Coping with Divorce: My Whole Marriage had been a Threesome Unbeknownst to me

Linda Simpson

Linda Simpson
Divorce and Parenting Consultant
Writer and Speaker

He had a closet full of secrets and now I had to move forward alone. My whole marriage had been a threesome or more unbeknownst to me.

His rationale-family life was never impacted because what he did outside the family home did not matter to him.

In his words when he walked through the door he flipped a switch to be husband and father. What?

How do you disavow trust in any relationship? He believed it didn’t matter because nobody knew about it. What about the persona you present to those same people—that presumed you were trustworthy? In his mind, he was blameless.

No one I knew at that time, nearly thirty years ago, had ever had to figure out this kind of deception. Where did I begin on the heels of the years of emotional abuse?

Very badly is the short answer. I got angry at the deception, at the years of abuse, at being the innocent party to living a lie all of my married life. Living a lie not because I chose to live a lie but because I was the victim. I had no choice in the history I was now given at the end of our marriage.

I call it my ‘burning bed’ of words. They spewed out of me for nearly a year- a very dark night of my soul. Could I say the worst things to him via voicemail and tell everyone what he did to our family? Could I make him feel remorse? Turns out I could and did say the worst but did he feel remorse? Not likely. In his dismissive words after the divorce –all just water under the bridge.

I finally reached a place where I knew I had to claw my way back to respectability, let go of the past and reclaim my dignity.

I was still seeing my counsellor. Fortunately I was in good hands and she knew what she was doing. Just who was I, this person that had been deemed so inferior by my former husband?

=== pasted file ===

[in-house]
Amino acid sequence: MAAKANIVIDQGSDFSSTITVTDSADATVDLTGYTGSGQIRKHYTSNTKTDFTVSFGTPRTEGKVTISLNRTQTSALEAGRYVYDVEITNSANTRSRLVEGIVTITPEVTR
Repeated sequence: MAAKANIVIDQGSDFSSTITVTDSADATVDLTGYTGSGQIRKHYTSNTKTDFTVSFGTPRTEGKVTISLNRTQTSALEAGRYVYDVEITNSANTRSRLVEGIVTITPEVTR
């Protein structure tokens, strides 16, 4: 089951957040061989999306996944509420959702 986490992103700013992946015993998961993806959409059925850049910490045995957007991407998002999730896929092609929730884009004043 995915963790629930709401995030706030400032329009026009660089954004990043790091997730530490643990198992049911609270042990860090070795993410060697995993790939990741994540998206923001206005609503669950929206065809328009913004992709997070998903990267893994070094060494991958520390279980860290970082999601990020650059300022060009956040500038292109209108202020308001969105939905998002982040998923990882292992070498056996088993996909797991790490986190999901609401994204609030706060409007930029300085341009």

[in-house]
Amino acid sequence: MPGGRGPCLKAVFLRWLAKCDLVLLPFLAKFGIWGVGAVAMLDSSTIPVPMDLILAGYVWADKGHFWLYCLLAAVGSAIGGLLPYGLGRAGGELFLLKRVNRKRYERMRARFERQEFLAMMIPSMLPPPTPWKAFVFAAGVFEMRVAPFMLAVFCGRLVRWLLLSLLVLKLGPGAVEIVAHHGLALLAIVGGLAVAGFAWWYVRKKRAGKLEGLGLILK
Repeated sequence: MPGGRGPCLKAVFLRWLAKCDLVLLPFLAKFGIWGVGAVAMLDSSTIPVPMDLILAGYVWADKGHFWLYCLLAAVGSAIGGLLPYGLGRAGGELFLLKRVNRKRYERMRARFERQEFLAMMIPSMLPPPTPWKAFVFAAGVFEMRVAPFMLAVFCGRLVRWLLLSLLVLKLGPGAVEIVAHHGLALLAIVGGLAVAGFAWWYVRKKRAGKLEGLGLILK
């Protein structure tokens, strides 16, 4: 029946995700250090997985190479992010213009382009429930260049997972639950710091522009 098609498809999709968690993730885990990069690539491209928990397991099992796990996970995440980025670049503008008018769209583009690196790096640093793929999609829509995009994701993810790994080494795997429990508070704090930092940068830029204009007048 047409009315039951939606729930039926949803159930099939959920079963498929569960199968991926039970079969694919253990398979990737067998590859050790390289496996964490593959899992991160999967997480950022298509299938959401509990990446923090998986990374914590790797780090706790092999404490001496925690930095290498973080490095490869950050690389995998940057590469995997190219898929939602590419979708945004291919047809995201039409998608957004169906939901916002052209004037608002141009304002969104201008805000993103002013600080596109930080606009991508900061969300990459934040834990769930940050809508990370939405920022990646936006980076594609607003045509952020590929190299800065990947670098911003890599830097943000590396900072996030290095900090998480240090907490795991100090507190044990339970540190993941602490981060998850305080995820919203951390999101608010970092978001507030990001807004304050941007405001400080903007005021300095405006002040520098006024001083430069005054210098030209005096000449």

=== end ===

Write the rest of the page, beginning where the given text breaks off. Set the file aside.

Slowly I began to see some worth. My life started to take on new meaning. I had a circle of unfailing family love and a career that offered enormous satisfaction but ultimately this was my personal struggle.

Many career opportunities and challenges gave me a place I could go in my mind to rest from the trauma of the abuse. It had seeped into fibre of my being. I frustrated family and friends because everyone is on their own timeline to heal. Thankfully they were forgiving.

There was not a lot of reading material and certainly nothing but one book to address the type of deceit I’d lived. For the rest of my recovery I had to rely on my own ingenuity hunting books in bookstores.

I found the books I needed and have written about them in detail in other postings. My journal became my new best friend. My journal and my words were the marker for my emotional growth.

Betrayal of this magnitude is a huge mountain to climb. I spent time beating myself up for such stupidity. Why had I always believed him?

Eventually my life started to be less about what was done to me and more about me and my future.  I remember very clearly the last time I cried about what had happened to me. A song- it’s always a song- isn’t it?